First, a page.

Symbiont diversity and coral bleaching: An antioxidant view on thermal stress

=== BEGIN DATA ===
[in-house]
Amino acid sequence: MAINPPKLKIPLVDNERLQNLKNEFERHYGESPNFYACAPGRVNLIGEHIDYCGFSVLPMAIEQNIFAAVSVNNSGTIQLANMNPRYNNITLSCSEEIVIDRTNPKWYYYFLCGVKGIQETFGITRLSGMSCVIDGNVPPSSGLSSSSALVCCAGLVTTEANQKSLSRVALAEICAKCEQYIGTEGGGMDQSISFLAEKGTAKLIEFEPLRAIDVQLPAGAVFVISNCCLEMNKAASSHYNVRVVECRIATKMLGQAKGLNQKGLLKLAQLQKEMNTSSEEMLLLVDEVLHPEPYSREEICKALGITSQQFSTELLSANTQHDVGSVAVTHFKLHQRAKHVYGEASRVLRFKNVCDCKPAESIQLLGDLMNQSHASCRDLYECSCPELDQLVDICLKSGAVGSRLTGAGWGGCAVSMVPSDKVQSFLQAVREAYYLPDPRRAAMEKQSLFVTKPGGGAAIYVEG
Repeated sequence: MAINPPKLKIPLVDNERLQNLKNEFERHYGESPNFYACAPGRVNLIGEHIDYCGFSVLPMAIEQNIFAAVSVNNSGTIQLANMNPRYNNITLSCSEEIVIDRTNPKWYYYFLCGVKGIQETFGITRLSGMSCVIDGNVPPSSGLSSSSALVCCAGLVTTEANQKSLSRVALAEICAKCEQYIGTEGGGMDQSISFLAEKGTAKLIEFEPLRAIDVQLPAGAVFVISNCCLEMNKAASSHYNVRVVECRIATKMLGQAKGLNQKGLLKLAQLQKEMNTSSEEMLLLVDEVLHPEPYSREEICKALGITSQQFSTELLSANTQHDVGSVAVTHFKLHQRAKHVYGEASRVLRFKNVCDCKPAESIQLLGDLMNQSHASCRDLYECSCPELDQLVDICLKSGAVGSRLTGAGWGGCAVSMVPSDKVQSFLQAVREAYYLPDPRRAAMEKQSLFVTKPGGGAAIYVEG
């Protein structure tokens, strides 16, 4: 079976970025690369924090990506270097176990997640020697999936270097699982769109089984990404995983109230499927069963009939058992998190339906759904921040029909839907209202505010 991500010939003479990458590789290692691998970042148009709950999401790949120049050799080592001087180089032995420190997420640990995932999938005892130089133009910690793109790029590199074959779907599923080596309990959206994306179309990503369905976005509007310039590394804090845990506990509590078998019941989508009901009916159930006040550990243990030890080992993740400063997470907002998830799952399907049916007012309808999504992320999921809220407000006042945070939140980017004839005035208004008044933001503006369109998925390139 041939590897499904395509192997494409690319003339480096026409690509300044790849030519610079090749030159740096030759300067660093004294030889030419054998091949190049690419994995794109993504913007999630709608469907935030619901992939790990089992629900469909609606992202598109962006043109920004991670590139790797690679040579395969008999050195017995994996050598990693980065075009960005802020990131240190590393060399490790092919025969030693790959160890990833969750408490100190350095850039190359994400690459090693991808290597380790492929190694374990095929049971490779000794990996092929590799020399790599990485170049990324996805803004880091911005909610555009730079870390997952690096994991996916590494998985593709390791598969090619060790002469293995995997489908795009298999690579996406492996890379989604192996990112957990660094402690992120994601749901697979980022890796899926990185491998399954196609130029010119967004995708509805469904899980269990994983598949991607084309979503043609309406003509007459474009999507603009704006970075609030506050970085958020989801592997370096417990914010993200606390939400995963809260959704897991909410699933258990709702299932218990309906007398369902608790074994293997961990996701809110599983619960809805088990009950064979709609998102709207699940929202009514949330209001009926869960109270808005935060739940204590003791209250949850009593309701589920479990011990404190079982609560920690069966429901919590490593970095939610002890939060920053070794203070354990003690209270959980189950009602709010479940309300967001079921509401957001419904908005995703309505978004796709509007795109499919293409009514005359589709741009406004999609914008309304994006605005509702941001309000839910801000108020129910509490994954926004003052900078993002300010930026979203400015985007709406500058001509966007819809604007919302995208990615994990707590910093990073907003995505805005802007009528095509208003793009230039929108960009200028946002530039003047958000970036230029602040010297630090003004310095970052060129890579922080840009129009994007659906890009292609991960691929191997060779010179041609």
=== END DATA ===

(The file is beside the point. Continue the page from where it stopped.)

The functioning of coral reef systems, as biodiversity hotspots, is largely dependent on the symbiotic association between dinoflagellate symbionts (Symbiodinium spp.) and scleractinian coral hosts. The breakdown of this symbiosis (coral bleaching), as a result of global warming and other stressors, therefore has profound implications for the tropical marine environment. Corals associate with a variety of Symbiodinium genotypes, and it is this mosaic nature that contributes to the variable stress thresholds of corals. Research over the past 25 years has established that the generation and scavenging of reactive oxygen species (ROS) in both partners, under light and thermal stress, is a fundamental element of the bleaching response. However, while the existence of more thermally susceptible and tolerant symbiont types has been recognized, the differences in the antioxidant systems that may accompany these properties have received less attention. The purpose of this thesis was to explore the role of the antioxidant network in explaining the different thermal susceptibilities of various symbiont types and how the activity of key antioxidants in both partners under thermal stress relates to bleaching patterns in different corals. Thus, the specific objectives were to: (1) assess the antioxidant network response in different Symbiodinium types; (2) investigate the activity and structural diversity of key enzymatic antioxidants in different Symbiodinium types; (3) examine the regulation of these antioxidants at the transcriptomic and proteomic levels; and (4) contrast the symbiont’s and host’s antioxidant responses under bleaching conditions. Symbiodinium types in culture were found to differ significantly with regards to the concentration and activity of specific antioxidants, exhibiting magnitude scale differences in some of them. However, the response of the main removal pathway, involving superoxide dismutase (SOD) and ascorbate peroxidase (APX), under lethal thermal stress was fairly similar. Instead, the typespecific differences were found to lie in more downstream systems, and particularly in those associated with the maintenance of the glutathione redox state. A declining glutathione redox state was the common feature of the three thermally susceptible Symbiodinium types: B1, C1, and E. Indeed, in comparison to the most sensitive type (B1), the tolerant type F1 exhibited stronger antioxidant up-regulation and the successful preservation of the highly reduced glutathione pool. Comparing antioxidant gene orthologues from members of different Symbiodinium clades (A-E) revealed a higher degree of sequence variation at the amino acid level for peroxidases, which reflected the genetic radiation of the genus. In contrast, primary defences in the form of SOD isoforms were highly conserved. Sequence variations between Symbiodinium types involved residues that constitute binding sites of substrates and co-factors, and therefore likely affect the catalytic properties of these enzymes. While expression of antioxidant genes was successfully measured in Symbiodinium B1, it was not possible to assess the link between transcriptomic expression and proteomic activity due to high variability in expression between replicates, and little response in their enzymatic activity over three days. In contrast to previous findings, up-regulation of antioxidant defences was not evident in Symbiodinium cells inside the host (i.e. in hospite). In fact, oxidative stress in the thermally sensitive corals Acropora millepora and Pocillopora damicornis was only apparent from increased host catalase activity, which interestingly preceded photosynthetic dysfunction of their symbionts. Baseline antioxidant activities of thermally tolerant and susceptible host species showed no differences, though the scavenging activities of the hosts were considerably higher than those of the symbionts. Baseline activities for the symbionts were different, however, with Symbiodinium C15 from the thermally tolerant coral Montipora digitata exhibiting the lowest activities for SOD and catalase peroxidase. This thesis provides significant findings with respect to the variability in antioxidant activity, structure, and network response in different Symbiodinium types in culture, and how these relate to thermal tolerance. What effect these differences have on the response in the intact symbiosis remains unclear, however, as the findings contradict the classic bleaching model of photoinhibition and symbiont-derived ROS. I argue, using previously published data, that heating rates might profoundly affect the way we perceive the antioxidant response of both partners to thermal stress, and that host antioxidant defences might not be as easily overwhelmed by symbiont ROS as suggested previously. This thesis reports important findings on the antioxidant system in different Symbiodinium types, but also raises new questions about the antioxidant response of the intact coral.